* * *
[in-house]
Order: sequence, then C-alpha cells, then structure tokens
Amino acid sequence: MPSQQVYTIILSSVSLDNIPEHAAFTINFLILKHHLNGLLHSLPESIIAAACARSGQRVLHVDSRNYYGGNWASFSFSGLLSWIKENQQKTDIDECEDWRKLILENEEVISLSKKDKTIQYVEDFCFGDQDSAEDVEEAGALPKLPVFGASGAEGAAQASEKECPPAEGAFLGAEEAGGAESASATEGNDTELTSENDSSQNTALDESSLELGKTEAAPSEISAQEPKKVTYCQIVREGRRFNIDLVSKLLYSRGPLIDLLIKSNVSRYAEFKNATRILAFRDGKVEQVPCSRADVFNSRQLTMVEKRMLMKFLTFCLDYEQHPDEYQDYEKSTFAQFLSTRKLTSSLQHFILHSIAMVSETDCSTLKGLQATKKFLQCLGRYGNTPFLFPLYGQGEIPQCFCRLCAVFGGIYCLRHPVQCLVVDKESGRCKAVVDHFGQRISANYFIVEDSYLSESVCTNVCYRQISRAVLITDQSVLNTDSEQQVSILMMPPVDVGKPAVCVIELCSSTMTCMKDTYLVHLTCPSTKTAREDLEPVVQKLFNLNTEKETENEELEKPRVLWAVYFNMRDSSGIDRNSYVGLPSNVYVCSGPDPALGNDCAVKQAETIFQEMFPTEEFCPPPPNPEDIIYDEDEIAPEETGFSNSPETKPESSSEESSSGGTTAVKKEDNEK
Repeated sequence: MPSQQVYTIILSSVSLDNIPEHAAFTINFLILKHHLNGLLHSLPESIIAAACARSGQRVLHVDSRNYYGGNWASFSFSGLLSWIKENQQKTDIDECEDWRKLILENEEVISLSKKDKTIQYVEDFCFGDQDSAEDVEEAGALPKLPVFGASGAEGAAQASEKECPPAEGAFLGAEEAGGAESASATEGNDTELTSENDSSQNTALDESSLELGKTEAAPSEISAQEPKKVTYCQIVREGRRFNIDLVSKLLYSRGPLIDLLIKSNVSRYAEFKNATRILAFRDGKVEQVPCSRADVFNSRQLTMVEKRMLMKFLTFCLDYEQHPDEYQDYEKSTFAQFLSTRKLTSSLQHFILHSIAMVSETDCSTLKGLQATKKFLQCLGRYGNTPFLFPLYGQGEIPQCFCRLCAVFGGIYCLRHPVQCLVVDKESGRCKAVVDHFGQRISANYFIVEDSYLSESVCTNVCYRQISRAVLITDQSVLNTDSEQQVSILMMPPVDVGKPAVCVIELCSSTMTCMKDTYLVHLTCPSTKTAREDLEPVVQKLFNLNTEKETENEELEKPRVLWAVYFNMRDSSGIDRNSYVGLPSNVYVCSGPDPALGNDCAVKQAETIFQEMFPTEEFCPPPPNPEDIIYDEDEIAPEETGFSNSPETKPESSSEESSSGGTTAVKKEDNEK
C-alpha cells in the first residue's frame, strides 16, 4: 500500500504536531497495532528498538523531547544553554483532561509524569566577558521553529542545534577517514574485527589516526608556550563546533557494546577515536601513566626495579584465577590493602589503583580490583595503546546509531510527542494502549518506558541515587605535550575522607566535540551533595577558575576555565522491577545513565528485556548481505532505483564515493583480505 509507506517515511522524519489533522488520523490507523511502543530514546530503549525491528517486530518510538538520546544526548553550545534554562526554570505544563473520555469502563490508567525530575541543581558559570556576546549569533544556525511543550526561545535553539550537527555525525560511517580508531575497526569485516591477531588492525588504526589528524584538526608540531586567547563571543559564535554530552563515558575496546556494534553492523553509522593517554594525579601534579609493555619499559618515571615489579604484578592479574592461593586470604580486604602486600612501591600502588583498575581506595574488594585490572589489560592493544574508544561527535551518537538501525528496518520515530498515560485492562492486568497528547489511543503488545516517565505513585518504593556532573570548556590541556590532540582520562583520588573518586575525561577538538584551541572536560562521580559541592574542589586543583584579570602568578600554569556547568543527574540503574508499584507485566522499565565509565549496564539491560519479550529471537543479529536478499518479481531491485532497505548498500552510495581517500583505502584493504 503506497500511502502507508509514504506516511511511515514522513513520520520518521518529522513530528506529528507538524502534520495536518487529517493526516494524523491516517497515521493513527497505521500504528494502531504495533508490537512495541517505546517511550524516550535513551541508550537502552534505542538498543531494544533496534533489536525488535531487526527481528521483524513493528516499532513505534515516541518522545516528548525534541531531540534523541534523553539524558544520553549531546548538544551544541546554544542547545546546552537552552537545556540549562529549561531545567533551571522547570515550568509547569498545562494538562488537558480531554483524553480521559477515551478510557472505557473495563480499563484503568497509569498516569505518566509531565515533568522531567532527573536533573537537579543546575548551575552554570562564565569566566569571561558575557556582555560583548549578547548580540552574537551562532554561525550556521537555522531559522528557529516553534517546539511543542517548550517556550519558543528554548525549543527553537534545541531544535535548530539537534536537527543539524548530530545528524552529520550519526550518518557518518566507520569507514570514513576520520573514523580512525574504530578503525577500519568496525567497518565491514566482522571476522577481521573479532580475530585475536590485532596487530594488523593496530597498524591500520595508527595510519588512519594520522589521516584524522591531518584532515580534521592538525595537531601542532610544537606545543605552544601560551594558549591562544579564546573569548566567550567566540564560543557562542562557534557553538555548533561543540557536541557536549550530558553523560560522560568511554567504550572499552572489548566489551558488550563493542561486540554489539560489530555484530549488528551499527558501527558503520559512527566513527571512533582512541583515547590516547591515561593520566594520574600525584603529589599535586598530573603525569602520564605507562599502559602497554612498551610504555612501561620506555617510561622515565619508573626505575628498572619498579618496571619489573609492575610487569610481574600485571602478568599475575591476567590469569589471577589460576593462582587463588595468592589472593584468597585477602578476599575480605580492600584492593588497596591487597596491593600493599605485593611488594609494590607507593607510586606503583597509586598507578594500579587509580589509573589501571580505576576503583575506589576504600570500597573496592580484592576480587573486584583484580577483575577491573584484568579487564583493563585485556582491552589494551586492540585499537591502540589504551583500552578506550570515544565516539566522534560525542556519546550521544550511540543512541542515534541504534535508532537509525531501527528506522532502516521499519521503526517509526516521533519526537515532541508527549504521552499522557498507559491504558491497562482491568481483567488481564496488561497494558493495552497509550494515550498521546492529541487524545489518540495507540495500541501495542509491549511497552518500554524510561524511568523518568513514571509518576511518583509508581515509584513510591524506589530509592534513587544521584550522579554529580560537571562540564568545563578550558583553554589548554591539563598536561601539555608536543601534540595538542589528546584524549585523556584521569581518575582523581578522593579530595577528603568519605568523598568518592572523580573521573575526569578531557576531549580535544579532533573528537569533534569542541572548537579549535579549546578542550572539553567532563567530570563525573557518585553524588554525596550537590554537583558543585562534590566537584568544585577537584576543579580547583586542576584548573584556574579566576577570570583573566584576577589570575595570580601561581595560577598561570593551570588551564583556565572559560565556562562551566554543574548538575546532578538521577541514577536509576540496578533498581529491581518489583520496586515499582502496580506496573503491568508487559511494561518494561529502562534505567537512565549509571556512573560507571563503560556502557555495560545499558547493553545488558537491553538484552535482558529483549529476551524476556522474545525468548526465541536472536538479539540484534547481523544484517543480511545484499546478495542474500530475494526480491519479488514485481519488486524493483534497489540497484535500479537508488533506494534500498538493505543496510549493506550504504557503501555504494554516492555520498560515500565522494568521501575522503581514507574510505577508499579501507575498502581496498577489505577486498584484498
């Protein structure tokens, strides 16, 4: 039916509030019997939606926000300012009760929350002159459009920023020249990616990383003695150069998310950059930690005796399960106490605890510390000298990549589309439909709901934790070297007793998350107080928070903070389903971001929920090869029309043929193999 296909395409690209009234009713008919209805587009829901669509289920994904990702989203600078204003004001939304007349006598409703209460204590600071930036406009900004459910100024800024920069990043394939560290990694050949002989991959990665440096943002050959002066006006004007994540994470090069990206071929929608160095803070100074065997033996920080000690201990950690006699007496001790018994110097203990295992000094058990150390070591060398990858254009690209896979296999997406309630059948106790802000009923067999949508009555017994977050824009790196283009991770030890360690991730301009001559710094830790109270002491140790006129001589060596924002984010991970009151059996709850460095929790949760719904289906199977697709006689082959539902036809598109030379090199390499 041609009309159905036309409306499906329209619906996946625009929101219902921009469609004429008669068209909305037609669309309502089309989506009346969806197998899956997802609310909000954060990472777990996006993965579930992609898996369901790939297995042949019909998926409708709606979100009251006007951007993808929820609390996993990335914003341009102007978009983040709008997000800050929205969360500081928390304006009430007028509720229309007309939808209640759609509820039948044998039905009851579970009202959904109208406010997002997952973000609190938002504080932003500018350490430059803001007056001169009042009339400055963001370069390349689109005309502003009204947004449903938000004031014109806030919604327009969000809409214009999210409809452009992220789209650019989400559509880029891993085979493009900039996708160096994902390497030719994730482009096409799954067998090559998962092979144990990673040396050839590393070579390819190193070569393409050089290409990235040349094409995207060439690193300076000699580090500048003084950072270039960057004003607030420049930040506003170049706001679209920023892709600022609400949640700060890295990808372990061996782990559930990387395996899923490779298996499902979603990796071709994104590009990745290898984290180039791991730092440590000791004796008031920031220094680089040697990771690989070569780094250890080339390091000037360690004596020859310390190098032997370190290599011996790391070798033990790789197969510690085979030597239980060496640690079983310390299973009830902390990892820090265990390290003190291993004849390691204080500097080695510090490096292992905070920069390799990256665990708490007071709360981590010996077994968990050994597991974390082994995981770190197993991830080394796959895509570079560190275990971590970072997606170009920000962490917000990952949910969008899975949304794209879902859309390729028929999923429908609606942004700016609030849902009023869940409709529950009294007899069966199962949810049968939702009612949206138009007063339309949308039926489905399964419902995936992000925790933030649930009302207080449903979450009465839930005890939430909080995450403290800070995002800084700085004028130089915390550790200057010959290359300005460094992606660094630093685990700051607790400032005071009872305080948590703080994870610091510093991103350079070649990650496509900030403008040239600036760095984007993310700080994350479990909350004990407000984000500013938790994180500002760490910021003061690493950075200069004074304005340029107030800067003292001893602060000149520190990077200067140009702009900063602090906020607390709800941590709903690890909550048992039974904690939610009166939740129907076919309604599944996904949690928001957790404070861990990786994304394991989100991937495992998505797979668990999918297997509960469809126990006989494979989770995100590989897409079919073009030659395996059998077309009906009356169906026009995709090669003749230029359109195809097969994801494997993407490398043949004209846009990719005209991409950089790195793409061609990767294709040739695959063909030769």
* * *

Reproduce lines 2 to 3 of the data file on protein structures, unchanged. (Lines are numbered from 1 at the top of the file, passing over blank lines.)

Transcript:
Order: sequence, then C-alpha cells, then structure tokens
Amino acid sequence: MPSQQVYTIILSSVSLDNIPEHAAFTINFLILKHHLNGLLHSLPESIIAAACARSGQRVLHVDSRNYYGGNWASFSFSGLLSWIKENQQKTDIDECEDWRKLILENEEVISLSKKDKTIQYVEDFCFGDQDSAEDVEEAGALPKLPVFGASGAEGAAQASEKECPPAEGAFLGAEEAGGAESASATEGNDTELTSENDSSQNTALDESSLELGKTEAAPSEISAQEPKKVTYCQIVREGRRFNIDLVSKLLYSRGPLIDLLIKSNVSRYAEFKNATRILAFRDGKVEQVPCSRADVFNSRQLTMVEKRMLMKFLTFCLDYEQHPDEYQDYEKSTFAQFLSTRKLTSSLQHFILHSIAMVSETDCSTLKGLQATKKFLQCLGRYGNTPFLFPLYGQGEIPQCFCRLCAVFGGIYCLRHPVQCLVVDKESGRCKAVVDHFGQRISANYFIVEDSYLSESVCTNVCYRQISRAVLITDQSVLNTDSEQQVSILMMPPVDVGKPAVCVIELCSSTMTCMKDTYLVHLTCPSTKTAREDLEPVVQKLFNLNTEKETENEELEKPRVLWAVYFNMRDSSGIDRNSYVGLPSNVYVCSGPDPALGNDCAVKQAETIFQEMFPTEEFCPPPPNPEDIIYDEDEIAPEETGFSNSPETKPESSSEESSSGGTTAVKKEDNEK